1. Starlight

I used to be in love with the sky.

I’d lay out on the grass and

watch the world come alive,

stay out late until twilight overcame

the blinking sun

and the rolling clouds sprouted fire

as they made way for the

moon waxing lamplight poetry

across the shadows.

I’d chase after fireflies and catch them in filtered jars,

watched as their glow casted catalysts

of starlight across

my bedroom walls

I think I loved stars most of all.

There’s was something so big about things

that looked so small,

I never quite understood why

stars only made their home

when the night filtered like cigarette smoke through

the tree branches of my backyard.

Did they like ot better when the only light to rival them was the

yellow light that flickers

hazy fluorescent glows across a damp porch

did they

only choose to shine when

you couldn’t see anything else

at all.

I know better now.

I used to call contrails

shooting stars,

saw a streak across the sky and made a wish all my own

I never really wished for anything,

but the sentiment was there

when I closed my eyes and

held my hands clasped together in front of me

I used to think stars were magic

maybe they still are.

I once heard that almost every star we see is already dead that

we’re looking into the past of something

we’d never experienced

that it’s just a memory

a fragment of life

traveled so many light years

to finally reach us



I wonder how it feels to be

nothing more than an imprint,

to have one peice of you travel millions of millenia

to be heard only once you are gone.

will I only be heard when I’m gone?

I wonder how the stars feel

looking over an expanse of nothing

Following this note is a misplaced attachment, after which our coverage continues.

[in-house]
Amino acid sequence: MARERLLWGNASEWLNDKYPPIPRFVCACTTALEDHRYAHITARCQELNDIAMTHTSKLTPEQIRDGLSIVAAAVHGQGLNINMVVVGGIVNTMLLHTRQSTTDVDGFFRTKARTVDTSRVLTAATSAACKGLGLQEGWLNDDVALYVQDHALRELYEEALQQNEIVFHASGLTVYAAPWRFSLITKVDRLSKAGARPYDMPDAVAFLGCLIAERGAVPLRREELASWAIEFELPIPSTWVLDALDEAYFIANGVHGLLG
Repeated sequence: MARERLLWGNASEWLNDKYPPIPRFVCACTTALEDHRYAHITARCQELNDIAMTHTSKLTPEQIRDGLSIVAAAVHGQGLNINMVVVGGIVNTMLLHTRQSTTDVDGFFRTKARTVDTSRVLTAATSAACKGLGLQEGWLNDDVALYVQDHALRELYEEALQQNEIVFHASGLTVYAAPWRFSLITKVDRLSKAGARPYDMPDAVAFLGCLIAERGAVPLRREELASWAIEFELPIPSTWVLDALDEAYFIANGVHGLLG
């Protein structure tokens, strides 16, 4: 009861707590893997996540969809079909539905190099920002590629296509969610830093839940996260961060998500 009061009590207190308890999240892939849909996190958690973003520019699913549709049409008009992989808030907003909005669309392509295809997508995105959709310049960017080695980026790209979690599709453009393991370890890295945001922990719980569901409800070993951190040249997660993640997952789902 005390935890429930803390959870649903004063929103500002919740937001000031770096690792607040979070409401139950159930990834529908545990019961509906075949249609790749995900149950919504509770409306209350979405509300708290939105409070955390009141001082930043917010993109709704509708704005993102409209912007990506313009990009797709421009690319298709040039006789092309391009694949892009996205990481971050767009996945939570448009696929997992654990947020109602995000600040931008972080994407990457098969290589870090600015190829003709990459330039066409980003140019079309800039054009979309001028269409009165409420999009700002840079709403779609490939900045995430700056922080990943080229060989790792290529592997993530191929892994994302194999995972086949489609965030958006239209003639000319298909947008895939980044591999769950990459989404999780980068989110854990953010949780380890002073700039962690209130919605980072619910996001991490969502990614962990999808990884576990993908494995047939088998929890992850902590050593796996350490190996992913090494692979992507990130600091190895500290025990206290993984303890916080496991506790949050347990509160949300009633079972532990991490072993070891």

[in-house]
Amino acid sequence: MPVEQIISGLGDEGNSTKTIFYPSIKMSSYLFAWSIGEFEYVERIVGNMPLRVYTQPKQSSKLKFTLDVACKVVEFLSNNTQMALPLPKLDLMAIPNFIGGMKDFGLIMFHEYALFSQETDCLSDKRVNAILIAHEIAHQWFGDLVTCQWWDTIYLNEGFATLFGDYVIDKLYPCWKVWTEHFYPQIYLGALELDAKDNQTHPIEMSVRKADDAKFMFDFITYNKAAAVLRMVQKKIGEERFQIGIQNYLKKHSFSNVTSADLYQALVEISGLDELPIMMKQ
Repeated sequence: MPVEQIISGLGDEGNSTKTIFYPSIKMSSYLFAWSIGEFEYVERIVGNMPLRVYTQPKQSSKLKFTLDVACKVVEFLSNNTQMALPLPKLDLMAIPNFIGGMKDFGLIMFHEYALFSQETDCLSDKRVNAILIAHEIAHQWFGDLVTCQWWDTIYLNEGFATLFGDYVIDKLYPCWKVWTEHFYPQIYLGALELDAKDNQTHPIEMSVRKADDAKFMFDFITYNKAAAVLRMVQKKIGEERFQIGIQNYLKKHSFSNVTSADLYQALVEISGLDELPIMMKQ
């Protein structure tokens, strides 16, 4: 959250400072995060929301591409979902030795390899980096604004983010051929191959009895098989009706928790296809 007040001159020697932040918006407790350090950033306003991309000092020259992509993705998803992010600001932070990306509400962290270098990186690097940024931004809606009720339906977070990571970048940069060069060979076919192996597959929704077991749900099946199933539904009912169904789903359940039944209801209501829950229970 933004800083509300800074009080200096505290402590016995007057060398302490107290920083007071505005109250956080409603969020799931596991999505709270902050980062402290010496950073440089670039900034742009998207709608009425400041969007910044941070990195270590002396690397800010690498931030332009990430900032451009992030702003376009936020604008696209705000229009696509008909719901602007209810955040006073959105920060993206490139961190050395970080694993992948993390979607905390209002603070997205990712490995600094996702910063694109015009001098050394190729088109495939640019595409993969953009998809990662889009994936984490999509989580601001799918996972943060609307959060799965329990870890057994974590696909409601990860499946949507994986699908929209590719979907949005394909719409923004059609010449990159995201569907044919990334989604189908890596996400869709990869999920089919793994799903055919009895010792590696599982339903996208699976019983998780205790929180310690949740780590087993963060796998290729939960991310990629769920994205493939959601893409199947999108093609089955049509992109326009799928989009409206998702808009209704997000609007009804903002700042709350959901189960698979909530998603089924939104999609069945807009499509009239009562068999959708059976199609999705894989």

but where their own light can touch,

do they see more than I?

I think I know how they feel.

Do they know how they feel?

There’s something melancholic

about about a clockwork machine of worth

everything is more when you’re gone.

Maybe it’s knowing there will never be another.

another chance

There’s a billion people

and an infinity amount more of stars

and we’re nothing more than carbon-copy cogs from far away

every star looks the same from where we see it.

I wonder if they’re as complex as we are

hidden between smiles and stardust

everything we know about them feels like we’re just guessing.

I never realised how much stars feel like people

and maybe that’s why I loved them so much.

I never realised

How little we know

until it was 3am and I was watching constellations flit shadows

across my bedroom ceiling

are they dead when I see them

am I nothing but a memory of something more

am I nothing but wasted potential

I read starlight like hieroglyphics

as it shines through my bedroom curtains

and cast candlelight across the walls of my room.

I don't know why it matters -

maybe it never did,

maybe the only importance is

that the stars were alive somewhere

and I'm alive here,

at home in a room where the stars cannot see me,

where I cannot see them.

I used to be in love with the sky,

and I think that's just an extension of

whatever wonder I held for myself.

I was told once that almost every star we see is already dead and

I don’t know if that's true.


Our sun is alive,

and I think that counts for something.

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